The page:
Round 6: Choice Point vs. Sallie Mae

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“According to consumer affairs, ChoicePoint operates as a front for Data Mining for over 25 federal agencies.” – mrscolex. His argument against ChoicePoint continues after the jump.

Sallie Mae: “The have a convenient history of “loosing” paperwork on in school deferments so they can double collect on fees from student loans.” – Eusie.

Wikipedia entry for Sallie Mae.

Previously:

  • Round 5: Jet Blue vs. Southwest

  • Round 4: Target vs Walmart
  • Round 3: Sprint vs. Verizon
  • Round 2: H&R Block vs. US Postal Service
  • Round 1: Halliburton vs. Monsanto
  • Round 0: Competition Ladder

    ChoicePoint. Check out their website at http://www.choicepoint.com

    Looks all happy and friendly doesn’t it? Smiling kids having fun. Thats exactly the image I think of when I imagine a massive database on every citizen of the united states.

    ChoicePoint is one of the few companies that the government contracts for information on its terrorist databases among other things.

    Where to start on a company like this? We’ll start with an easy source, Google News

    ChoicePoint leaked the records of 145,000-163,000 people back in October of 2004. The citizens who had their records leak didn’t find out about it until Feb of 2005, and even then initially only the people who were residents of the state of California were notified per state law. (Everybody was eventually notified to the best of my knowledge)

    In 2002 ChoicePoint willingly gave (choicepoint claims they were duped) records of more than 1500 individuals to a Nigerian businessman in california. I quote from the atlanta journal constitution: For at least two years beginning in 2002, Oluwatosin used cellphones, fake addresses and anonymous mail-drop boxes in the Los Angeles area to masquerade as a business owner and trick ChoicePoint into selling him access to addresses, real estate records, bank data and other details of consumers that ultimately led to millions of dollars in credit card fraud.

    The funny thing is that most people don’t even know that their records are kept on this Georgia based company’s data system.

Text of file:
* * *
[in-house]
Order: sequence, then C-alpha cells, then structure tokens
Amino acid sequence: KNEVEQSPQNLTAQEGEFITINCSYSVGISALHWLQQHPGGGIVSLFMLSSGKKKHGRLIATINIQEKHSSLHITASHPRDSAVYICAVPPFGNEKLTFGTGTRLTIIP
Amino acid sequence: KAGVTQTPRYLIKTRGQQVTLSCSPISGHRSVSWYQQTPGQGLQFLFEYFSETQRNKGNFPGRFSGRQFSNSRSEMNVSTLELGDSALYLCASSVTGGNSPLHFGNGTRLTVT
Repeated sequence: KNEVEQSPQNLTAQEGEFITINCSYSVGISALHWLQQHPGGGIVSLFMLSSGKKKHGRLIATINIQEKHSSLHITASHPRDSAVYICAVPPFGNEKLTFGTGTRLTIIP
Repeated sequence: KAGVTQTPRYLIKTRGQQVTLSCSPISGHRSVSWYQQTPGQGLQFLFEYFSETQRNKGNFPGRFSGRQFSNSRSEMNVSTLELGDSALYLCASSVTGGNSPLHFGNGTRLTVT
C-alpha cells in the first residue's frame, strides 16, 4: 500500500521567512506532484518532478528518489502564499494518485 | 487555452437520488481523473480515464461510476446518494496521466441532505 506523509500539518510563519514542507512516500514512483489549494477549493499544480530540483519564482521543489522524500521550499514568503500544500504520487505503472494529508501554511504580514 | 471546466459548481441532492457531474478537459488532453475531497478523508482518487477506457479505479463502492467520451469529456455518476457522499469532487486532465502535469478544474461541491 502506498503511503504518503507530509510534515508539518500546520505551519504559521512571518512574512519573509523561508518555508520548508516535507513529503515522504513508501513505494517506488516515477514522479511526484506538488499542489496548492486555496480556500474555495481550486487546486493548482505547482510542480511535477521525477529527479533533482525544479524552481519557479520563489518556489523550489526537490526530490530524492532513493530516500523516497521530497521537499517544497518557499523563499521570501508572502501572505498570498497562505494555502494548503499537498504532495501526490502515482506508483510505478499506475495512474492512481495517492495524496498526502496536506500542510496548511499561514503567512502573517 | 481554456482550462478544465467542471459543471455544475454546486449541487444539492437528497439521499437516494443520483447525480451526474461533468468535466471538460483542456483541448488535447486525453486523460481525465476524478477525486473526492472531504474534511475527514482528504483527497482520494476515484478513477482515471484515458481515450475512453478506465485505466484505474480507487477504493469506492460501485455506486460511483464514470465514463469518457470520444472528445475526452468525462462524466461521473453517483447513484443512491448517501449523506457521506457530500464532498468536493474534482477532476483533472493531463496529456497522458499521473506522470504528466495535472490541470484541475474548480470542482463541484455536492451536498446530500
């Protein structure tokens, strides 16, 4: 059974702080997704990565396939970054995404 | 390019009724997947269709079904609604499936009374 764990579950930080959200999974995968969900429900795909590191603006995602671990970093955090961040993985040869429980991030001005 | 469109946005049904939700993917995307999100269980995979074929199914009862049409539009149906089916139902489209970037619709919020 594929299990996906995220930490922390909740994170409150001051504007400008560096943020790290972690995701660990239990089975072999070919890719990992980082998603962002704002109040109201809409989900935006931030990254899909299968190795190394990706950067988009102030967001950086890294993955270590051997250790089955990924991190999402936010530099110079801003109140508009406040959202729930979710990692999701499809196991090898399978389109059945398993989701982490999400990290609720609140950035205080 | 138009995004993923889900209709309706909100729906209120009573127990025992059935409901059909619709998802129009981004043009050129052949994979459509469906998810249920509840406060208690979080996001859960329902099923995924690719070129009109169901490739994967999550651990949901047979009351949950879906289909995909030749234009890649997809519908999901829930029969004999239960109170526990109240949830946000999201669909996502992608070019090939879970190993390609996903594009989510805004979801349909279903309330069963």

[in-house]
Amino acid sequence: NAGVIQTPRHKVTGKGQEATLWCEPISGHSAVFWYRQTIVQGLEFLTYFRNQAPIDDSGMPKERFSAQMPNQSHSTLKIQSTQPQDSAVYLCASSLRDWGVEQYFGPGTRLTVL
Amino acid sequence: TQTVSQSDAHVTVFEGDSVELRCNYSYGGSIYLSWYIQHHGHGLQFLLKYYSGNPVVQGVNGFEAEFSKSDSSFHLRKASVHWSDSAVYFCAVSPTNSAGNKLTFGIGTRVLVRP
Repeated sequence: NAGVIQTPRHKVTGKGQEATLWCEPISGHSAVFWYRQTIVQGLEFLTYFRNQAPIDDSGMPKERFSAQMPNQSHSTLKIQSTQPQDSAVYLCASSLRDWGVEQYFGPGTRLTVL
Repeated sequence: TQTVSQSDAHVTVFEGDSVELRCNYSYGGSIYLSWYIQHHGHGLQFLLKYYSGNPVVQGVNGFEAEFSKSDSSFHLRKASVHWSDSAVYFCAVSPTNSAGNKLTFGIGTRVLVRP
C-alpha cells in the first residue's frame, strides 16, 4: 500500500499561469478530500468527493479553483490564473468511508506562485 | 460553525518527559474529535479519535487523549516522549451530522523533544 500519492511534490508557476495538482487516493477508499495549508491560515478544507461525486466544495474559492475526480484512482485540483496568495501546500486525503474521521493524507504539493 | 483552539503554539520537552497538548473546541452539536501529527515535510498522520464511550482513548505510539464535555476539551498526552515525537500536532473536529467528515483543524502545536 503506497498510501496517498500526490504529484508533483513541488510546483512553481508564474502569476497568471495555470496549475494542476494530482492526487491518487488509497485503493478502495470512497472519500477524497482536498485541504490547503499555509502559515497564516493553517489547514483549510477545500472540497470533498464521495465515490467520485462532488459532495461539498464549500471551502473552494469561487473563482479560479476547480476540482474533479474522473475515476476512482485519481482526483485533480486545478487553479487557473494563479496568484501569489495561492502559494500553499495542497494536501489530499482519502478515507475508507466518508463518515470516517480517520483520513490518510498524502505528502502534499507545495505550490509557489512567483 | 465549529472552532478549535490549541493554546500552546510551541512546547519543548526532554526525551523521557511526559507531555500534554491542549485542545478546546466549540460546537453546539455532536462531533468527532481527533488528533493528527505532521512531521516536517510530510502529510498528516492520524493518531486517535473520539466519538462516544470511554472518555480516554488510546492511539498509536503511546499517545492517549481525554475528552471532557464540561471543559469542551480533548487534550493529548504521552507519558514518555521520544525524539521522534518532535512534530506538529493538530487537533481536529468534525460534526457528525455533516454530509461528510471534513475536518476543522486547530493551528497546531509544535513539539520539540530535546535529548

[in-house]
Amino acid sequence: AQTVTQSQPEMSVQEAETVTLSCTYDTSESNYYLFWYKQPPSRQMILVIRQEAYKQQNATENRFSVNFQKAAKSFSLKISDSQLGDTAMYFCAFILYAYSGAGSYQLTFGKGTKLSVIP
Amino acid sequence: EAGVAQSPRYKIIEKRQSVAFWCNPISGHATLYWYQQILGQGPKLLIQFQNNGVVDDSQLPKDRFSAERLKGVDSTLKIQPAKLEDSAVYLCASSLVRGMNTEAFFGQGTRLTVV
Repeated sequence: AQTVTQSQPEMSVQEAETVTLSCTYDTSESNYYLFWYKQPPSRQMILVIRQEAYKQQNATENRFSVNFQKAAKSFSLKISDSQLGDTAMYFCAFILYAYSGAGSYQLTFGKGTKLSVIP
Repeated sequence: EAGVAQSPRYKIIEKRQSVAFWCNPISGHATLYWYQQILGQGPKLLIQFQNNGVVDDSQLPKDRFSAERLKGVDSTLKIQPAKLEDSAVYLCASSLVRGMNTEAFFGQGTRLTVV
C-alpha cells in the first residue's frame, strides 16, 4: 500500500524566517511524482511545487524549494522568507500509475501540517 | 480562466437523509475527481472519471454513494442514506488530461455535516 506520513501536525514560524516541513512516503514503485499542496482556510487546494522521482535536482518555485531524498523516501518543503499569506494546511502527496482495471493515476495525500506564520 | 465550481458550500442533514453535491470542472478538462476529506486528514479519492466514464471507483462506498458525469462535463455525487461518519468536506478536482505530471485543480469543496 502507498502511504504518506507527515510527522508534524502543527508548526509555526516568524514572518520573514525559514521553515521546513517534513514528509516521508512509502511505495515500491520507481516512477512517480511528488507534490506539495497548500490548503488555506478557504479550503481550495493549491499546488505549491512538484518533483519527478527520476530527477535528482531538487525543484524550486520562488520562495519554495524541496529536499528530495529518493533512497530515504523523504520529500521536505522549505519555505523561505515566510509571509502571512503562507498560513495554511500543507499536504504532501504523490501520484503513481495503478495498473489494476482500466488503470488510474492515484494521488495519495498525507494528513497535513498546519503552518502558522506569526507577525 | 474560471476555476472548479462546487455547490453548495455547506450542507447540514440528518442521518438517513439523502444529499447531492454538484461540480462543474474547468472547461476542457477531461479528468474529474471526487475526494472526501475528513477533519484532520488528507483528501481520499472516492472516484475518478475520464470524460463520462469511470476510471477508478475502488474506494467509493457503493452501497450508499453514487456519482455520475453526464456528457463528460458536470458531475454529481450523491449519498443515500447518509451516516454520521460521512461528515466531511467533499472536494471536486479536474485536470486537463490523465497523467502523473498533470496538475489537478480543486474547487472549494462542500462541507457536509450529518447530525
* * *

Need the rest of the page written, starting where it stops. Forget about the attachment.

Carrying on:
Recently, the FTC levied a 10 million dollar fine against choicepoint, and choicepoint agreed to set up a 5 million dollar trust for victims who may have lost money as the result of ID leaks from their systems. Fortunately, if you do the math on total possible number of people who have had their data stolen, you get a whopping 30 bucks per person. Thanks choicepoint!

    At one point the TSA almost agreed to use the databases that ChoicePoint holds to do their security checks for flights, but the plan was scrapped after outrage that the government was trying to circumvent privacy laws.

    But in June of 2005, that didn’t stop the CIA from granting a contract up to 20 million dollars to ChoicePoint for batch processing of public records.

    According to consumer affairs, ChoicePoint operates as a front for Data Mining for over 25 federal agencies.

    So go take one last look at their happy website with the children dancing. Makes you sick doesn’t it?

Comments

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  1. Paul D says:

    Sounds like Choicepoint is the worstest. (At least I hope so, since I have a few school loans through Sallie Mae.)

  2. mrscolex says:

    “Her argument against ChoicePoint continues after the jump.”

    Her? How did that happen? ;P

    I feel so androgynous now.

  3. Ben Popken says:

    Oh that’s Mr Scolex. Whoops. Will untuck you momentarily.

  4. mrscolex says:

    i never realized until now that it could be interpreted as mrs. colex. how silly of me.

  5. Danilo says:

    Whoa, the whole time I’ve been mentally translating that into Mrs. Colex, too. Let me just take a brief Crying Game shower.

  6. Chris H says:

    EPIC has an archive of info related to Choicepoint’s sale of personal informaton at http://epic.org/privacy/choicepoint/

    The overall point is this: Congress passed the Privacy Act of 1974 in part to avoid the creation of a federal data clearinghouse. Because government was prohibited from creating this personal agency data, the private sector started building it. Over the years, Choicepoint has supplanted many of the other companies that provide data to the gov’t. They are little brother.